The 2019 wheat harvest is well underway in South Dakota, with many acres of winter and much of the spring wheat crop left to harvest. To date, reports on yield and quality have been variable, depending on when the crop was seeded, weather conditions at important growth stages (such as flowering and grain fill) and disease pressure throughout the season.
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Is your corn developing spots? Corn fields have been found with what appears to be Holcus spot, a bacterial disease. Upon further investigations, the leaves were found to be negative for any plant pathogens.
Many locations in South Dakota have already received as much precipitation this year as they do in an entire average year. The latest climate outlook from NOAA’s Climate Prediction Center shows increased chances of wetter than average conditions to continue into the fall season.
While scouting fields last week, we observed small populations of soybean aphids near Volga, South Dakota. Although no sustained populations were observed, it is a good reminder that soybean aphid scouting should occur throughout the growing season to prevent population outbreaks.
Corn is starting to tassel in several locations across the state. This is also the growth stage when a fungicide may be applied to control fungal leaf diseases. Diseases currently starting to develop are: anthracnose leaf blight, common rust and eyespot.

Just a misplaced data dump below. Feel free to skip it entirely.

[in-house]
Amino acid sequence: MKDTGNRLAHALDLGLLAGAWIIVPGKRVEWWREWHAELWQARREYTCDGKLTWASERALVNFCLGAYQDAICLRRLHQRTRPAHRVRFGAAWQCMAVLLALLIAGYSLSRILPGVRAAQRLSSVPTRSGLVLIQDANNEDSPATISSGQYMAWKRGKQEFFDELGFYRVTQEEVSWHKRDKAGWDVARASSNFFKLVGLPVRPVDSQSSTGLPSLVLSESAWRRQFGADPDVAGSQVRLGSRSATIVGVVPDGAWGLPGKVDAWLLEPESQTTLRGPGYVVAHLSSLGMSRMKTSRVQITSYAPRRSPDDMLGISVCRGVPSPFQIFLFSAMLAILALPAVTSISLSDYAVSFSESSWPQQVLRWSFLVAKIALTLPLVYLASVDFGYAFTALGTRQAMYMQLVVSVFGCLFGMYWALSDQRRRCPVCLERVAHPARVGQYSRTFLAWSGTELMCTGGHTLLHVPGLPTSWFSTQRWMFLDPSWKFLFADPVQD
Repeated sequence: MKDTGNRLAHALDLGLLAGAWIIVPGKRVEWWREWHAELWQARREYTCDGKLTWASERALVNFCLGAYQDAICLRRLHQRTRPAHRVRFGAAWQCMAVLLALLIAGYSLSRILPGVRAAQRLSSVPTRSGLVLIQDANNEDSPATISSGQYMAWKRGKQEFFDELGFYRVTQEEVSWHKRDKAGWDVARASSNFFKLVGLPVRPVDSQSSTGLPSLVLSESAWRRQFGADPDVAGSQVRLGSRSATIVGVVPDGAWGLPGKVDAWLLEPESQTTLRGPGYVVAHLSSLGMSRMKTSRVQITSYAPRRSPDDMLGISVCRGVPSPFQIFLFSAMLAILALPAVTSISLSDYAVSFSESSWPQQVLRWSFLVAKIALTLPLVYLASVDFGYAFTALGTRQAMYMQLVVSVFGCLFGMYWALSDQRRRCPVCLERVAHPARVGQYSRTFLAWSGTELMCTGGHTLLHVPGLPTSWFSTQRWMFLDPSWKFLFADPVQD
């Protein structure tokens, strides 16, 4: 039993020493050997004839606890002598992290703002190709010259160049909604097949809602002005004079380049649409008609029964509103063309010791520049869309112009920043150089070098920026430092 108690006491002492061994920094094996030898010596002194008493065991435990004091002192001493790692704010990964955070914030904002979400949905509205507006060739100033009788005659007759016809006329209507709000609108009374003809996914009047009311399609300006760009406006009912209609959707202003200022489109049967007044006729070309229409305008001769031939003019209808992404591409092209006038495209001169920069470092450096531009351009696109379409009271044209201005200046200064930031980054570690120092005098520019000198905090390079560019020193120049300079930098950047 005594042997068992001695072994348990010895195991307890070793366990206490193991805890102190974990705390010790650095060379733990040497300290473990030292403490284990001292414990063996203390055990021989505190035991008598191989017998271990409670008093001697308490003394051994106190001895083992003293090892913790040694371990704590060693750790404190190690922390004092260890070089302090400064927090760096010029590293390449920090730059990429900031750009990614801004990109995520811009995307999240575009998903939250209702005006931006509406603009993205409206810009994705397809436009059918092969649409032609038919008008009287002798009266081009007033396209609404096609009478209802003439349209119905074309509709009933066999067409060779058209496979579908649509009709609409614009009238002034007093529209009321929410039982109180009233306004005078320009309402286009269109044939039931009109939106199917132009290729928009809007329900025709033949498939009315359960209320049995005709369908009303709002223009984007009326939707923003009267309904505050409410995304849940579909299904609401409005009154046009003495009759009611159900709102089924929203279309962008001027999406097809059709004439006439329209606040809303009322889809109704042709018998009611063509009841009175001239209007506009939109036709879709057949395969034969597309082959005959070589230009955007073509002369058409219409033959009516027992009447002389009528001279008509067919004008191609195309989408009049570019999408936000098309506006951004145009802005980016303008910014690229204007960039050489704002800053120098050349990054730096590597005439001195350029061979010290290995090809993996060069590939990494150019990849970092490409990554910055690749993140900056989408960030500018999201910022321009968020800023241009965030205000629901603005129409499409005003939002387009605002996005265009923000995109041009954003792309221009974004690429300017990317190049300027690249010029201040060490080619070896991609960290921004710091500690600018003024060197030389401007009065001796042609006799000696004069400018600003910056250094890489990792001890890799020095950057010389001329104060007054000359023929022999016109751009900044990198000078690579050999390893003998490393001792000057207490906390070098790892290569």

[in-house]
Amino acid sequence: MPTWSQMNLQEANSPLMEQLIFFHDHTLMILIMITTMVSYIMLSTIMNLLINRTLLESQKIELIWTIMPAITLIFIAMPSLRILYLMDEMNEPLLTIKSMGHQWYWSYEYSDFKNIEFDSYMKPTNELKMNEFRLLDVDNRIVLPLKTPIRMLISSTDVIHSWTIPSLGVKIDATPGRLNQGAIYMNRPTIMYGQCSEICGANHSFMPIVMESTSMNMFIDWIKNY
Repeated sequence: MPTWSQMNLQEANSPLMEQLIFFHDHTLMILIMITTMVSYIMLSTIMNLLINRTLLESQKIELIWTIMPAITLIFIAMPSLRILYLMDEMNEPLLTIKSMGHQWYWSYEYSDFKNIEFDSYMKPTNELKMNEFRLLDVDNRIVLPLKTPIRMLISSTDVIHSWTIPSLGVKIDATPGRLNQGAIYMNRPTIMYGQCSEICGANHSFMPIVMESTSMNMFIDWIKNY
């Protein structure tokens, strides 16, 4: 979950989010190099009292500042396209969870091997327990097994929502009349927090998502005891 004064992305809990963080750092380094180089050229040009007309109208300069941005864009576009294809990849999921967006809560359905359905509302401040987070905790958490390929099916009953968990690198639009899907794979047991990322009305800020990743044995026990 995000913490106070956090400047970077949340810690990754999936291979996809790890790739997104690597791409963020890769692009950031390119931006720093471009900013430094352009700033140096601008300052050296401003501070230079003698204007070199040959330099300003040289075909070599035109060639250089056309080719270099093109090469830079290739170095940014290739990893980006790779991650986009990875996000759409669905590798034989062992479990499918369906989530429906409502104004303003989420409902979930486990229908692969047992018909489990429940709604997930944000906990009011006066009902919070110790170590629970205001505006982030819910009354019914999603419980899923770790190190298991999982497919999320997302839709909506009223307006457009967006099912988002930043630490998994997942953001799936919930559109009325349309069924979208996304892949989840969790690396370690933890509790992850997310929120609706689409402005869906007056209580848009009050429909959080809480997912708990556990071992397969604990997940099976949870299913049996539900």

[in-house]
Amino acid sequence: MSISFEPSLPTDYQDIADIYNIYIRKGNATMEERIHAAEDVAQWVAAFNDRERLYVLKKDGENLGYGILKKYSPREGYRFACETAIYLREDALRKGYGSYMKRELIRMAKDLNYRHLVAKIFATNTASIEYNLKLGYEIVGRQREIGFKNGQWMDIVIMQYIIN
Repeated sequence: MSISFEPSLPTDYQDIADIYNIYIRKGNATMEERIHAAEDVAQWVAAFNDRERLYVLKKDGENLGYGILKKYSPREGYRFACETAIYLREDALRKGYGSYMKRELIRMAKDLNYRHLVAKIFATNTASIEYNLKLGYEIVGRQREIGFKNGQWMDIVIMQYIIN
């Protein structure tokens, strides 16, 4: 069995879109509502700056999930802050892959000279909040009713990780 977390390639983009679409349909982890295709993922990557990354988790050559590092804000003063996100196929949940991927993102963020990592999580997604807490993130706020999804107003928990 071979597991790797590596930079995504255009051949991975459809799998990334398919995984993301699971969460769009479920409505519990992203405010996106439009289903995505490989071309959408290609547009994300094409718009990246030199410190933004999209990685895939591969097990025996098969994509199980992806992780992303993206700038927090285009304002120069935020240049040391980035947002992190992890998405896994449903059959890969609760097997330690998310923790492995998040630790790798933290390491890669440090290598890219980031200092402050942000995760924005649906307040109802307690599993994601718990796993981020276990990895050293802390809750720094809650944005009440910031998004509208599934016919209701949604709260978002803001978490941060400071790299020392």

An increasing number of farmers across the state of South Dakota have adopted different soil conservation practices such as no-till, conservation tillage and cover crops. Over time, these practices play significant roles in improving soil health and increasing soil resilience towards extreme weather conditions.
Consider pre-harvest herbicide applications in crop ground planted with small grains that are grown for seed or forage. Dense weed populations may inhibit harvest, therefore proper control of them early in the growing season is best.
A few corn fields scouted in Brookings County were found with Fusarium root rot at low levels. Infected plants were wilting and upon splitting of the lower nodes revealed brown discoloration of the pith. Root and crown rots developing in corn after the seedling stage are usually caused by Fusarium spp. and can be enhanced by injury to the roots or crown, mainly by insect feeding.
This week we observed some true armyworm caterpillars in winter wheat fields. The caterpillars were still relatively small, which means they will continue feeding for some time. So far, the true armyworm caterpillars were still feeding on the leaves of the nearly mature wheat, but they have the potential to also clip heads off of the plants.
Several soybean fields scouted the week of July 15, 2019 were found with bacterial blight developing. The frequent rains experienced in most soybean growing counties have led to the development of this disease. Bacterial blight affected leaves are most evident on younger leaves in the upper canopy.